There were people chiseling, scraping, and worst of all, soldering in the factory.
It was an open-air factory, but there didn't seem to be any air — or protection from the copious dust.
We left the factory and headed across the street to Sergeant-Major Dr. Thawi-Pim Buranakhet's Folklore Museum. The museum looked small on the outside, but it went on endlessly on the inside. It held an amazing collection of folk-arts, crafts, basketry, pottery, textiles, toys, traps and ancient kitchen utensils. There were also agricultural implements and machines and an unbelievable assortment of household objects. The strangest thing was the fish room, where there were tanks and more tanks of fish found in Thailand. I hadn't expected that in a folk art museum, and was a bit dismayed to see the large fish in the small tanks. The museum wasn't air-conditioned and while I like heat, it tested my patience after a while.
The last place we visited was horrible. It was advertised as a Thai bird garden, but it was more like a bird prison, and I got out as fast as I could. I feel very powerless in a place like that where I want to free the birds, not look at them cooped up in barren cages.
In the later afternoon, our party of three was joined by the other members of our group, and we headed out to see another Buddhist temple, or wat. We arrived at the wat, got out of our car (it was actually a limo) and suddenly, after much discussion in Thai that Ken and I didn't comprehend, we got back in the limo and drove off. When we asked for clarification we were told we were going to a different wat first and would return to this one later. (We didn't return.)
We eventually found ourselves at a Chinese Buddhist temple, which we were told was run by a foundation that feeds the poor. They earn money through donations and by selling food products like rice noodles, dried bananas, and an interesting product consisting of dried tamarind pieces coated with salt that people eat as a snack. We were also told that all food prepared in the temple was totally vegetarian.
We spent quite a lot of time at the temple while various members of our group knelt before the Buddha praying, paying their respects and asking for their fortune to be revealed. You shake a container of sticks over and over until one stick falls out.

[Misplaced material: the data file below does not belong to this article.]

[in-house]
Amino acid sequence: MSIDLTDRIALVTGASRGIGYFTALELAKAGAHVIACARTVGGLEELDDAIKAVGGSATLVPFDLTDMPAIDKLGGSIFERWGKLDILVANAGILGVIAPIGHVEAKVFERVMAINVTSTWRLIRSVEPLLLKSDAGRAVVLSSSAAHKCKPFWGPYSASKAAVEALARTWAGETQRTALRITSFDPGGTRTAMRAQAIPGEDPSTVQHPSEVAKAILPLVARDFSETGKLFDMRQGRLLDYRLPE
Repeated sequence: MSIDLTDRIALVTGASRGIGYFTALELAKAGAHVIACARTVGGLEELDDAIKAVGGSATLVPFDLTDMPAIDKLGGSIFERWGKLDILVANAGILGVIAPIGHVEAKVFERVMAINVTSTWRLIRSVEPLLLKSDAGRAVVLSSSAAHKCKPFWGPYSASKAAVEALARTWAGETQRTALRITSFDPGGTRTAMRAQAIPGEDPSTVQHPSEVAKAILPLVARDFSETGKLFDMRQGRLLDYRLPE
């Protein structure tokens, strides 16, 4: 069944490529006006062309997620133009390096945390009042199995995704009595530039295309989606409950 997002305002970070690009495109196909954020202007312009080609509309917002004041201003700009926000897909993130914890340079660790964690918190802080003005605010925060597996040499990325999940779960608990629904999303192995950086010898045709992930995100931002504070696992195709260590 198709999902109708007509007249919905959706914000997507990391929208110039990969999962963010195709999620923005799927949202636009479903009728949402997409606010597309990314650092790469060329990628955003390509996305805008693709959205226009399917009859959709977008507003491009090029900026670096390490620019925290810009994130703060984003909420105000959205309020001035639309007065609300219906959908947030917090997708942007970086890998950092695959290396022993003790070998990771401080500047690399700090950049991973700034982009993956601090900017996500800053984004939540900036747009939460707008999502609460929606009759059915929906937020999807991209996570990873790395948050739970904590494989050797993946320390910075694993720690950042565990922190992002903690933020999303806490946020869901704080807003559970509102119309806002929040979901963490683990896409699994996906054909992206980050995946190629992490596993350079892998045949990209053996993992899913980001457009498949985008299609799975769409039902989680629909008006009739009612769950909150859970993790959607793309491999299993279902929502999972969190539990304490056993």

The numbers on the fallen stick are matched to numbers on small papers with fortunes, and the paper with the number that matches your stick reveals your fortune. I love the rattling sound the sticks make as they are shaken in the can.
The temple was presided over by an older Chinese couple who spoke no English, and only the woman spoke Thai. She insisted that she wanted to feed us and apparently wouldn't take "no" for an answer. She grabbed packages of noodles and headed to the kitchen. This was not a kitchen that would pass any sort of inspection, according to my husband, but I chose not to look too carefully. Why get myself upset.
A large pot of noodles with tofu, cabbage and maybe soy protein, was offered to us. We pulled rickety, mix-matched chairs up to a rickety table and enjoyed a delicious, light supper in a lovely place not too many tourists have probably been.
The noodles were just like something I might make at home only mine would probably have less oil. Oil sure does make things taste good, though, doesn't it? And the noodles themselves were far superior to what we usually have — perfect taste and texture.
From the patio, we could see the rice paddies below. Much rice is grown in the region. *
The last photo is of a Thai street dog, of which there are many. Someone told me the dogs like to hang around temples because they are likely to be fed there.I hope that's true.
In case you are interested in more about Thailand Thailand post #1
Thailand post #2
*A side note on rice-related health issues: By now you must have read about the arsenic (and cadmium) found in U.S. grown rice. The latest news is that rice grown in China, Taiwan, Thailand and Bhutan has tested very high for lead , posing a threat to people for whom rice is a major dietary component, but especially dangerous for children. Rice from Italy, Czech Republic and India also tested high, and other countries will probably be added as testing continues. When I say "rice" I mean all rice products such as grain, flour and noodles.
Boston — my heart aches for you.